I have just completed the second revision of my latest novel, Local Voices, a sequel to Stories People Tell. It will be published later this year. Here’s a summary of the story.
In her campaign to re-affirm the role of women at the heart of hearthside healthcare, 17-year-old Annie Wight finds herself pitted against Health England, a conservative think-tank backed by pharmaceutical giants and private healthcare providers. Pretexting the defence of the National Health Service, they stop at nothing to stamp out Annie’s efforts. They target not just her but those close to her, wreaking havoc in friendships and affairs of the heart. As part of her response, Annie launches a project to share the stories of those that never figure in the spotlight. By celebrating local voices, the project fights against isolation and disempowerment.
In an insightful article by George Monbiot in The Guardian entitled, Our cult of personality is leaving real life in the shade, Monbiot points to the ‘spectacularisation’ of the news and the world. “This is a world of make-believe, in which we are induced to imagine we are participants rather than mere gawpers”, he says. He talks of all those that are not in the spotlight and the long shadow cast over key issues. He concludes, “The task of all journalists is to turn off the spotlight, roll up the blinds and see what’s lurking at the back of the room.” He urges us to pay attention to “(…) the story of people who live far from (…) the spotlight (..)”
Untold stories are a central theme of my latest novel, Local Voices, where Annie, the young heroine, is championing a drive for people to speak out and tell their stories. One of her friends says, “By empowering people to tell their stories, you empower them to break out of their isolation and take a more active part in society.”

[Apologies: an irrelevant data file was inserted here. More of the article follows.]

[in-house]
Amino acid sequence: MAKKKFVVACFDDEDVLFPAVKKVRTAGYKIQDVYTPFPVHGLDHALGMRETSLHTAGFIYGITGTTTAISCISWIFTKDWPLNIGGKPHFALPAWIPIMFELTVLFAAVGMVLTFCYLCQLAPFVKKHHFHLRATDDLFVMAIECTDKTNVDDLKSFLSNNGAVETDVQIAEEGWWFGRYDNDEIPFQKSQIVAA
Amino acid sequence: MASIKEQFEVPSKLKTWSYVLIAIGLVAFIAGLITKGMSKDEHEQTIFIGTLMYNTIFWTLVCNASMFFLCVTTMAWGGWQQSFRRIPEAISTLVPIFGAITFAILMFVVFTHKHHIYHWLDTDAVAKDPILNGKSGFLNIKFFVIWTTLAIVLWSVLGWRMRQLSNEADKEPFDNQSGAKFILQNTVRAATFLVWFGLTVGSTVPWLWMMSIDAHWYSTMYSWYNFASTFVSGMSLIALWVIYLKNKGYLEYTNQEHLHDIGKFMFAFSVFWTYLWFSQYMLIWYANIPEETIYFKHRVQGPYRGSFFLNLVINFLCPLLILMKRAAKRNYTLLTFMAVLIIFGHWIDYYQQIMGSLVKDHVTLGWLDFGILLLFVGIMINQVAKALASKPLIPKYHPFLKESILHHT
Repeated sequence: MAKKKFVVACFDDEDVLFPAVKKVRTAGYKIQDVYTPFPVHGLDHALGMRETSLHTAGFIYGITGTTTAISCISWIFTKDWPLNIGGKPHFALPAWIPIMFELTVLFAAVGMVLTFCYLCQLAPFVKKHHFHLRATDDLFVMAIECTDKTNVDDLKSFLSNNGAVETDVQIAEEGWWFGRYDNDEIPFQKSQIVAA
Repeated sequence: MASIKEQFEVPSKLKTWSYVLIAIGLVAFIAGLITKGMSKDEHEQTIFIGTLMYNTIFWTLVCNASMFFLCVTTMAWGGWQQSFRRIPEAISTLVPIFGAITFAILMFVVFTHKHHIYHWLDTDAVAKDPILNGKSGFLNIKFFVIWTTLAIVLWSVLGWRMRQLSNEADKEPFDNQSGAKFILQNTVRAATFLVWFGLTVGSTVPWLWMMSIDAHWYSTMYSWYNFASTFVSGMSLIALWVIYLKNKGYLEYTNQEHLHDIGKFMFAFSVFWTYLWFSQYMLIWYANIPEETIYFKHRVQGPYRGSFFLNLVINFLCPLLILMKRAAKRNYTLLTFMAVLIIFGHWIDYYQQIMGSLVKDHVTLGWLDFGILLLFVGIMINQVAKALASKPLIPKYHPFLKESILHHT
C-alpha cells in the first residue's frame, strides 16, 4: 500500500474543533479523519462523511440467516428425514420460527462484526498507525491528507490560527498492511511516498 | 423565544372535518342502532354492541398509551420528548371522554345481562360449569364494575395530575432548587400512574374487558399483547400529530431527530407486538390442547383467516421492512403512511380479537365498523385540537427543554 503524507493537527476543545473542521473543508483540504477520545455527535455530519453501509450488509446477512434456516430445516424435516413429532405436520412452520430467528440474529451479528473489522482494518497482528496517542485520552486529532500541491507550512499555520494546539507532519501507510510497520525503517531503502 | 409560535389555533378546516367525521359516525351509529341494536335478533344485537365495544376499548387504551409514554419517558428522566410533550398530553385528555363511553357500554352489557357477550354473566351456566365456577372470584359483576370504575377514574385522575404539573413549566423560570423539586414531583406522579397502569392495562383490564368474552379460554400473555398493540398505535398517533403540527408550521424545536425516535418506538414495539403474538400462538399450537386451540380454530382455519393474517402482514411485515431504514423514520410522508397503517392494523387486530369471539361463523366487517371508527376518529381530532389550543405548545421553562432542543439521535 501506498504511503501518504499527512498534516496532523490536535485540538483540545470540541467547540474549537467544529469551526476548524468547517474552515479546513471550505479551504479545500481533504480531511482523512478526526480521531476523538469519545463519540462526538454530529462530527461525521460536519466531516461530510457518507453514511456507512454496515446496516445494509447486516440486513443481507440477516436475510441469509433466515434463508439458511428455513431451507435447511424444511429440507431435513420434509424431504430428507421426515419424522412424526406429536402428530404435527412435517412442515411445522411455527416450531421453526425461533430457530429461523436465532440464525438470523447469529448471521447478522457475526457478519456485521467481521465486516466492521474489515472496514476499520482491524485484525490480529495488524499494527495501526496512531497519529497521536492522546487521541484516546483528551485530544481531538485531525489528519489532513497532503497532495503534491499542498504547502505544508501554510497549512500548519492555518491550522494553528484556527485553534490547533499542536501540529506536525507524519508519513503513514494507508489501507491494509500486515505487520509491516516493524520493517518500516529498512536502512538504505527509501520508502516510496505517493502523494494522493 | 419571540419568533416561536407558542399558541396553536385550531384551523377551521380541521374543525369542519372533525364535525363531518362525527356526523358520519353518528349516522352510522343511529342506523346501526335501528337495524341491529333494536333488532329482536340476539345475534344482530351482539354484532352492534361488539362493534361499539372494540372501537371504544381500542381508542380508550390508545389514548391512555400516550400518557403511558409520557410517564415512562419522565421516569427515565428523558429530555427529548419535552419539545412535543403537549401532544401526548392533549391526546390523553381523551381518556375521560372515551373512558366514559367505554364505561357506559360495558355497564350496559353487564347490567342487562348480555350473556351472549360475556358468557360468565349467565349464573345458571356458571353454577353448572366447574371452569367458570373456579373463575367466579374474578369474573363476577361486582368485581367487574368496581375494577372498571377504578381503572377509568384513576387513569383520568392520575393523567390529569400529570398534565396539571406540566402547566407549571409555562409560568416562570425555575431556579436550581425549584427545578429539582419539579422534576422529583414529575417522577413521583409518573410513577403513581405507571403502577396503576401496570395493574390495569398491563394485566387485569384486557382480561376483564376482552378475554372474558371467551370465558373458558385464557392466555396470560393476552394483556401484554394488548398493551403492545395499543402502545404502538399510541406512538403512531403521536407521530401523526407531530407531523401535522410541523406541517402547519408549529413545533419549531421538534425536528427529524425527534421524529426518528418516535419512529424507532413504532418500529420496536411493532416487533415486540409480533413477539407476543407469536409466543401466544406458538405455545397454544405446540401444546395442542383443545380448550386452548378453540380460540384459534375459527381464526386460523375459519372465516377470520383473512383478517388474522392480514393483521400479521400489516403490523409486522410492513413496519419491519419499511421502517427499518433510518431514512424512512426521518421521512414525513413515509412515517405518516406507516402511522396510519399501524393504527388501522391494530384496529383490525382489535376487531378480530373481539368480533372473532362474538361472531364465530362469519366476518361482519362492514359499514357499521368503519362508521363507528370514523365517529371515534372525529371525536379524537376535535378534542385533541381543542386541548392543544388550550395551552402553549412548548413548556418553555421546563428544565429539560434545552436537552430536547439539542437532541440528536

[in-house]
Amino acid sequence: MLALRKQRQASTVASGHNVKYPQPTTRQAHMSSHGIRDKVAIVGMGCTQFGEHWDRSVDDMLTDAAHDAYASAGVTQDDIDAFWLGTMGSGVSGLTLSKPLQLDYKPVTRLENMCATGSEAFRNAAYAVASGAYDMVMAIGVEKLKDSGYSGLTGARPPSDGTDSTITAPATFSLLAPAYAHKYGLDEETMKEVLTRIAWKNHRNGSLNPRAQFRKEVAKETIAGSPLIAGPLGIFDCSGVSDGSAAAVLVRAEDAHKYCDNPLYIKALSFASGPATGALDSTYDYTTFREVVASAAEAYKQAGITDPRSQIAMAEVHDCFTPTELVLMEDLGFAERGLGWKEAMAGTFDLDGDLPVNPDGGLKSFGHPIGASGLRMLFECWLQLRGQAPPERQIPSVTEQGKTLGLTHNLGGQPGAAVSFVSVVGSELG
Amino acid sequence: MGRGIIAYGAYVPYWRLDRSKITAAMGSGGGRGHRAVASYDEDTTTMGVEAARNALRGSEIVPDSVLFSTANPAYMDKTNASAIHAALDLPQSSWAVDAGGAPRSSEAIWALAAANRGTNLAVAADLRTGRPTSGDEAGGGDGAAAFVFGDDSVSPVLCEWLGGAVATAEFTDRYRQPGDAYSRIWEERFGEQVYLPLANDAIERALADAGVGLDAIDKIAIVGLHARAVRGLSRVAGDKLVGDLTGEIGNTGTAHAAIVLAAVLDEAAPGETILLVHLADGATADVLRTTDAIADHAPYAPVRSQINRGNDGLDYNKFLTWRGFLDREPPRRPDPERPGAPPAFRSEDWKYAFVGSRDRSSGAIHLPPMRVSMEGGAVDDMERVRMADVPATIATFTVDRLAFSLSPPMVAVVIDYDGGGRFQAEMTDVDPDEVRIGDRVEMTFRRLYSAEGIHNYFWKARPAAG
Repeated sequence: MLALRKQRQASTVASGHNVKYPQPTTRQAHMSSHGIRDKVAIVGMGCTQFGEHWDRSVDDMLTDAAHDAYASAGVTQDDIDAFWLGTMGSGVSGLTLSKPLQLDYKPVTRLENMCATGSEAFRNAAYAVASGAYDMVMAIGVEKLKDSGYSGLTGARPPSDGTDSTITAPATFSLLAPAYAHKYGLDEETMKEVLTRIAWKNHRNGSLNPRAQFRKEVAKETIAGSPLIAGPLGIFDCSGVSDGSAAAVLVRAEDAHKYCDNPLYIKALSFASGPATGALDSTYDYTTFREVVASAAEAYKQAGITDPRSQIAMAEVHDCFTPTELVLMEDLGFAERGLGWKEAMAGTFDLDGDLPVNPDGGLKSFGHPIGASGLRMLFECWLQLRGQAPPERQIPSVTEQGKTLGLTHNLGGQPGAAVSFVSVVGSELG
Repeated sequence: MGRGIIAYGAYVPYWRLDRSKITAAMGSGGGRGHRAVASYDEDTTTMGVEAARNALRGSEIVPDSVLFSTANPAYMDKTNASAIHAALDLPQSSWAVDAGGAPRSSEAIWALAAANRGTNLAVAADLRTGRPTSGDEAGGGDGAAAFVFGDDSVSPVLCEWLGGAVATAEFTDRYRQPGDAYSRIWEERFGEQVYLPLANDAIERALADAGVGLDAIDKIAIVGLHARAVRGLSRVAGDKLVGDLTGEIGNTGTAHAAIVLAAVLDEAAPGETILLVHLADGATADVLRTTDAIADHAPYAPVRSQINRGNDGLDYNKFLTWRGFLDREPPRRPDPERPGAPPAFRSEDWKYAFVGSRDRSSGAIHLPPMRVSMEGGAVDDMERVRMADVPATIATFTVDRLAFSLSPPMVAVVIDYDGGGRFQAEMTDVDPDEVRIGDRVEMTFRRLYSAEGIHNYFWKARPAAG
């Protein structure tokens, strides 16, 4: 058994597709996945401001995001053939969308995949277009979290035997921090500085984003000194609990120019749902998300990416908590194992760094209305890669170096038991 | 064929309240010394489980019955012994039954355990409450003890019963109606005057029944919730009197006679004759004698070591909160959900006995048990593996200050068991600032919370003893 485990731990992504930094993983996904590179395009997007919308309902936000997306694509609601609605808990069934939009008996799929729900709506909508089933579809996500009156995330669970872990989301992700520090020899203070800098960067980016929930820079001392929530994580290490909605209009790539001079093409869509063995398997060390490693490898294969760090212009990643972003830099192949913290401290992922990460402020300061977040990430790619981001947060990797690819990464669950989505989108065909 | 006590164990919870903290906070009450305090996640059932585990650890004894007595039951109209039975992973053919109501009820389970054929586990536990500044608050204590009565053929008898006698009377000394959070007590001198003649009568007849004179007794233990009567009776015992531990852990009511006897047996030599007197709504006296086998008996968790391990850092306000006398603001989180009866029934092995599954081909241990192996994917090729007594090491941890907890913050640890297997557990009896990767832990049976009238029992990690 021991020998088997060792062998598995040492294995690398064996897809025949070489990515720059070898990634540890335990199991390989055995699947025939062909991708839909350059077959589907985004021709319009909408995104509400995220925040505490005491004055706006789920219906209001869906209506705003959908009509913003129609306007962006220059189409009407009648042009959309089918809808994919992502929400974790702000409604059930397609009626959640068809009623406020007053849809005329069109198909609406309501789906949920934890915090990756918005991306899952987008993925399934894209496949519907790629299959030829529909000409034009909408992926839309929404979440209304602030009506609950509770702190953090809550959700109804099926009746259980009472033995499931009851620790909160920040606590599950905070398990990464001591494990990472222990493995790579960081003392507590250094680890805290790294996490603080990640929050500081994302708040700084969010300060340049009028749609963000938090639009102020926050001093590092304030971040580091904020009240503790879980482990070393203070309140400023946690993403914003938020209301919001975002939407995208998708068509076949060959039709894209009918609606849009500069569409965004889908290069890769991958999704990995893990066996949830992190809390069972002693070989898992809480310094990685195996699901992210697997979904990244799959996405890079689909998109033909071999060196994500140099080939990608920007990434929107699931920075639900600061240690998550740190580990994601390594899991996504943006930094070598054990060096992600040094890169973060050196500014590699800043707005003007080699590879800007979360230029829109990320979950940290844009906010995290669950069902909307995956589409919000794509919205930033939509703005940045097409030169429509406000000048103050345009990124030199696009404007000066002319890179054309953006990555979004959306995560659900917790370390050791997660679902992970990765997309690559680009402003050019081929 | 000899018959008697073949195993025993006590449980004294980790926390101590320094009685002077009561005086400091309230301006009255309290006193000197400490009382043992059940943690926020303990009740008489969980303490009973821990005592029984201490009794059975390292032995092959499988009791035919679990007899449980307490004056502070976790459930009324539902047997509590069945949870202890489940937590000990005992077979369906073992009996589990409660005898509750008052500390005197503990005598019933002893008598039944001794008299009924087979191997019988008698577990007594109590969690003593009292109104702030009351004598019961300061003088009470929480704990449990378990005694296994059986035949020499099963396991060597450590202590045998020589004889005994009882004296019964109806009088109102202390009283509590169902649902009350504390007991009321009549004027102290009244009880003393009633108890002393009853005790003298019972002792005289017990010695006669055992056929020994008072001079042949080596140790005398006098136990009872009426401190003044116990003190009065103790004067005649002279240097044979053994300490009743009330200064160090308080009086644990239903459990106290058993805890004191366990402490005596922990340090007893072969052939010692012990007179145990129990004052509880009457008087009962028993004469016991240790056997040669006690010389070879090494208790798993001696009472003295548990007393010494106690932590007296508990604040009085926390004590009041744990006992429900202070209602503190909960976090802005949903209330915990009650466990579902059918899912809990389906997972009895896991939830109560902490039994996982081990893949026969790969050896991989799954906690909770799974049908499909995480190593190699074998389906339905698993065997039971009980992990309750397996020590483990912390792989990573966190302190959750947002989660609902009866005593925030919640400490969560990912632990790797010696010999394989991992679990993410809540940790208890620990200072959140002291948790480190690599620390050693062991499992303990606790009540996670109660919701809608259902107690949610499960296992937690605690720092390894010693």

In a lull in the action, a group of young woman are discussing the message behind Local Voices. Annie gets to her feet as if she were about to make a speech and says. “We are more and more cut off from the community and the world we live in. That isolation can be traced to the loss of control over our lives, our work, our politics, our health, our education and more. We have chosen to hand over that control to others to free ourselves from the burdens it entails. But the resulting isolation and the feeling of not belonging, not to mention the impression of powerlessness, are at the heart of many problems we face today: exclusion, intolerance, disrespect, injustice, ill-health, depression, addiction, lawlessness and violence. We urgently need to reconnect to our local community. What better way than by giving voice to the stories of our community and the people in it, those stories that draw us closer together and improved mutual understanding and tolerance.”